Now is a good time to dig out some of those invasive shrubs that are filling up our woods and elbowing out our wildflowers and native understory shrubs. Why now? They've leafed out, while most of our other plants have not - so they're easy to spot. Plus, it’s too early to plant much in the vegetable garden, so we have (a little) more time.
Bush honeysuckles and barberry are two invasives that spread by seeds distributed by birds, and that can easily take over the edges of our woods – or even deep into the forest. Their seeds pass through birds unharmed and are deposited with a drop of fertilizer.
Last year I cut off all stems of a mature honeysuckle. When I visited it this year, it had grown one stem 8 feet tall, and plenty of shorter ones. So digging them out is better than just cutting them down. I find small honeysuckles relatively easy to yank out.
Last fall Gerry Hawkes of Woodstock, Vermont showed me a tool he developed to pull invasives. It is a sturdy, 2-wheeled device that uses leverage to pull up a tree, roots and all. We pulled a buckthorn tree with a base diameter of an inch and a half, and a full-sized multi-stemmed honeysuckle with a trunk that was over three inches in diameter at the base.
The tool we used is called a Wheeled Post and Shrub Puller. It is made of sturdy 2-inch square steel “pipe” and stands over 6 feet tall leverage when in the vertical pulling position.
This week I pulled a barberry that had escaped my watchful eyes, and a few small honeysuckles. The barberry has thorns, so I first used loppers to cut off the branches 18 inches above the ground. That left me plenty to grab onto (with thick gloves) when the shrub was ready to pull.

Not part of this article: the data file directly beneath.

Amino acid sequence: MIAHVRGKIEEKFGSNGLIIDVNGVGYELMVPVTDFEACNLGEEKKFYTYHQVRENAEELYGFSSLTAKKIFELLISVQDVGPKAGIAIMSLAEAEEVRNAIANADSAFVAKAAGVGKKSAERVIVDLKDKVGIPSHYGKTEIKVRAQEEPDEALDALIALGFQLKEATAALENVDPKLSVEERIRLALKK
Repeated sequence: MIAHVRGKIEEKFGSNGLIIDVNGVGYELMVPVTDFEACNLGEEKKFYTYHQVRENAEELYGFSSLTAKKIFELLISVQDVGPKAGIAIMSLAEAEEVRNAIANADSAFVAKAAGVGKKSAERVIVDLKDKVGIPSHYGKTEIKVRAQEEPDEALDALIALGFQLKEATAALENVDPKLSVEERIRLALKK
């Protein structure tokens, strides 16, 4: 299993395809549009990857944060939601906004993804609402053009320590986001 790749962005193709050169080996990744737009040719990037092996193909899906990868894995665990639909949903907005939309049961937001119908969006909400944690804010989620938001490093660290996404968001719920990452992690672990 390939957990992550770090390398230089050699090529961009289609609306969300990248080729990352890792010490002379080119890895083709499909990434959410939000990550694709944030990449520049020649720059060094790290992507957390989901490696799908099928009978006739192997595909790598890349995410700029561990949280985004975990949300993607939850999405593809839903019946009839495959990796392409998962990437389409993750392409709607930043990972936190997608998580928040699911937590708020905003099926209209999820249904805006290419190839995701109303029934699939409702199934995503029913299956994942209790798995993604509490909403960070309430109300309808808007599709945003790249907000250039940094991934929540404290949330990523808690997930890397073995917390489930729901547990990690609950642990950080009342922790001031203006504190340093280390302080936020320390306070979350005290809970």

I went around the barberry, digging with a pickax. The roots of this 4-foot tall and wide shrub were thick and tenacious. I exposed them by digging, then cut them with a folding handsaw. I used a saw that was old and dull, as soil will dull a blade quickly and I didn’t want to ruin a good saw.
Finally, when I had all the larger roots severed, I wiggled the stump back and forth and was able to pull it out of the ground with the help of my pickax. I didn’t attempt to get every bit of root out, but will watch the area for a year to see if any “babies” appear. If they do, I will dig out all the roots. Digging time? Just 30 minutes.
So have a look around your woods at the shrubs that have leafed out. If you see barberry or honeysuckle, think about devoting an hour or two digging them out.
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Attend my next class about vegetable gardening at the AVA Gallery in Lebanon, NH on Tuesday, May 3.